Scientific Name: Thlaspi arvense
Description. Pennycress is a small mustard, no more than 10 inches tall. Small white flowers form clusters along branches. The plant makes flat seed pods that can be carried by the wind. This plant is a nonnative mustard, but it does not pose a threat to native wildflower communities. It has historically been used in roadside revegetation projects. It invades disturbed areas and will form a monoculture, but only for a year or two. It’s successional. It is quickly outcompeted by other species after the first couple years. While this plant has no long term effects on native plant communities, it is bad for the native cabbage butterfly. This small white butterfly recognizes the mustard compounds in the plant as a hostplant and it will lay eggs on this plant. However, the caterpillars do not have the ability to eat this plant and they all die. If you want your garden to be a nice place for caterpillars to live, you could remove pennycress.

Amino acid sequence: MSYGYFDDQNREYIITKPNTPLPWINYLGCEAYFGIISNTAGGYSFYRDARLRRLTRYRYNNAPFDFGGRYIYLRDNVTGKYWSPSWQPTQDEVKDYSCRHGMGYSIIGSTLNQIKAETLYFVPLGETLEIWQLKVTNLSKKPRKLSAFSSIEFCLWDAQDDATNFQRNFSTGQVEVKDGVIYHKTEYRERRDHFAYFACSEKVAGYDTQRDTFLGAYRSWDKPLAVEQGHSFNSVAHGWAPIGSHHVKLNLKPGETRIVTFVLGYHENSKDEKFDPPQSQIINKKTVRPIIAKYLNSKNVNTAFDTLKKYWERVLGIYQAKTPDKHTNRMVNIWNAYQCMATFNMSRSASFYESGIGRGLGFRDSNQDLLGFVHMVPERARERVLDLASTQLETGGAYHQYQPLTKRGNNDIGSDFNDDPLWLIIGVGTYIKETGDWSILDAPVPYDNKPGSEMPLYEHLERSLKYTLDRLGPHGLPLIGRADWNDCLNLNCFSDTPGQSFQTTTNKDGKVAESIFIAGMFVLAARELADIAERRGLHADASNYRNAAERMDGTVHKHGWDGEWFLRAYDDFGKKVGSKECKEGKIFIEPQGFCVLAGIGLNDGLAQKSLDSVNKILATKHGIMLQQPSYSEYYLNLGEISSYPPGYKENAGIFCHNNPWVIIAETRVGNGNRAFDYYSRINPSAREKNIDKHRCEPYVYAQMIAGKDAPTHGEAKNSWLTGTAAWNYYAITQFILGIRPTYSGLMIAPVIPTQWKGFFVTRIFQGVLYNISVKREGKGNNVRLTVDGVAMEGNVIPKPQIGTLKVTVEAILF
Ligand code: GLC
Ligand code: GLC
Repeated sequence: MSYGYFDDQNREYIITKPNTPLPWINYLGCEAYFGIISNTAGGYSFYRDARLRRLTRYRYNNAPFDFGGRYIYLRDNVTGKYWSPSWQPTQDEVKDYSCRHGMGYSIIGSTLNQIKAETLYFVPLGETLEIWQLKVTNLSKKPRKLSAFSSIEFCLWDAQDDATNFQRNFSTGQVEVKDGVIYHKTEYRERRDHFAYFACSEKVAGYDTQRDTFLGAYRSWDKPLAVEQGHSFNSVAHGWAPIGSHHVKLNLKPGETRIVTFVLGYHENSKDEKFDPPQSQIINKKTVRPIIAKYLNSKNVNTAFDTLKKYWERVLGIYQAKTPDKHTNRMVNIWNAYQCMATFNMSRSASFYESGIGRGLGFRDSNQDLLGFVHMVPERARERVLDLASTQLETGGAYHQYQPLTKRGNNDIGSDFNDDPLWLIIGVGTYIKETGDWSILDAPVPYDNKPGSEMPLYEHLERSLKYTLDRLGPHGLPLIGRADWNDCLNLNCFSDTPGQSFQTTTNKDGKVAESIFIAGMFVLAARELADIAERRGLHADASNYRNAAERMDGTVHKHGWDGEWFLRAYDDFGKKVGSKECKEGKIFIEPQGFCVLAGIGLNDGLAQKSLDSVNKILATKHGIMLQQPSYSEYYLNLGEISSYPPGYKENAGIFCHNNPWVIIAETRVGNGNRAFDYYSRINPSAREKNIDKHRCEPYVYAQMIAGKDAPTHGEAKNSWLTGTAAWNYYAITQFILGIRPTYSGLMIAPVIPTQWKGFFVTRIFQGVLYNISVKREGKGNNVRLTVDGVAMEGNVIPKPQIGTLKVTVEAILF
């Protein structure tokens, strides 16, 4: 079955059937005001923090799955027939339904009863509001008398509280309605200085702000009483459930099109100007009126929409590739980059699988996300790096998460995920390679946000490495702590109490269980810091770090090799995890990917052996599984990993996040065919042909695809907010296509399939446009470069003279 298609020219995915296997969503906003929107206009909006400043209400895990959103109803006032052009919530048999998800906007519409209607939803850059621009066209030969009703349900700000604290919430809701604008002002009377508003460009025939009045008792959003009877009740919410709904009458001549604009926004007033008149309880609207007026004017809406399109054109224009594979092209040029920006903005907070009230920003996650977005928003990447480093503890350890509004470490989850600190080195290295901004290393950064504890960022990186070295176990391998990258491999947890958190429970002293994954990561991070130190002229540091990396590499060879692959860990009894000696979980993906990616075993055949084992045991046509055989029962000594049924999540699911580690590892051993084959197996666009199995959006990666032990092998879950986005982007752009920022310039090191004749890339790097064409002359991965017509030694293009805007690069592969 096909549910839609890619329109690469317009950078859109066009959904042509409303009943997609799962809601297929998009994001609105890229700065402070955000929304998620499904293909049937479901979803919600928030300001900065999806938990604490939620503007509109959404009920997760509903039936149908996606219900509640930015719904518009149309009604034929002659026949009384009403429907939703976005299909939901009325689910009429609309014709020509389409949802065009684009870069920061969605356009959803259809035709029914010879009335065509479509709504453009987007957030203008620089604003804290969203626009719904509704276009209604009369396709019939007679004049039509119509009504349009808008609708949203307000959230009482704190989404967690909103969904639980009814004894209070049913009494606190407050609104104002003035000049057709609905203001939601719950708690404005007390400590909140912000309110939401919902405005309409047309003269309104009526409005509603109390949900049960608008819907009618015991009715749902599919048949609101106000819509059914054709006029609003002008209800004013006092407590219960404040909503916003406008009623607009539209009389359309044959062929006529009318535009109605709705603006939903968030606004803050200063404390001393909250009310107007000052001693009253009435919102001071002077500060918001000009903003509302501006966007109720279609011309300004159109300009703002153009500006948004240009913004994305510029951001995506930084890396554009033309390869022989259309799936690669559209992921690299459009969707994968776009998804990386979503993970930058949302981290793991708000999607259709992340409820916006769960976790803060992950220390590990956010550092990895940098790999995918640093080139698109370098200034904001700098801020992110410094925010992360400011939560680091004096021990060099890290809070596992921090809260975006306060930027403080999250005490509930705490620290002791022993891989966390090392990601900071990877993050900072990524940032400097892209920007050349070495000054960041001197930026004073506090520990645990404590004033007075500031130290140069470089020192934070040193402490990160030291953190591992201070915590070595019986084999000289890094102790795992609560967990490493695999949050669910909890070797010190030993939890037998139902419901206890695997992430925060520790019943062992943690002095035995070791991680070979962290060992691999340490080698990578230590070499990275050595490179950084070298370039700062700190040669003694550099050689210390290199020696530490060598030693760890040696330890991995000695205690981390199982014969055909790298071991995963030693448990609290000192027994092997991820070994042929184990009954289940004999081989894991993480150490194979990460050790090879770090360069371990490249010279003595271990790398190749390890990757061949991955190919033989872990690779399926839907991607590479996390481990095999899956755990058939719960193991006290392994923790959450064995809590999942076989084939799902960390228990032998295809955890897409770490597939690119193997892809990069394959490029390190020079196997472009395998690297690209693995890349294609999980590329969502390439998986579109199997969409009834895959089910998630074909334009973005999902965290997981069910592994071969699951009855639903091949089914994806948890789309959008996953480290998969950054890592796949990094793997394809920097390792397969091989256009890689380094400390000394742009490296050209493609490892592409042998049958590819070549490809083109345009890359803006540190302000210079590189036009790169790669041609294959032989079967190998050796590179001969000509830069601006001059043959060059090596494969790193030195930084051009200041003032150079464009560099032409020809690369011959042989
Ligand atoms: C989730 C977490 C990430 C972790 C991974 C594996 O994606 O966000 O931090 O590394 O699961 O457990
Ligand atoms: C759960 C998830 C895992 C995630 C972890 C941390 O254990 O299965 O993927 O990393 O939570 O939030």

This plant is successional and does not pose a threat to native plant communities in the Rocky Mountains. There is no need to control it. However, if you want to get rid of the plant for other reasons, it is easily removed by hand-pulling.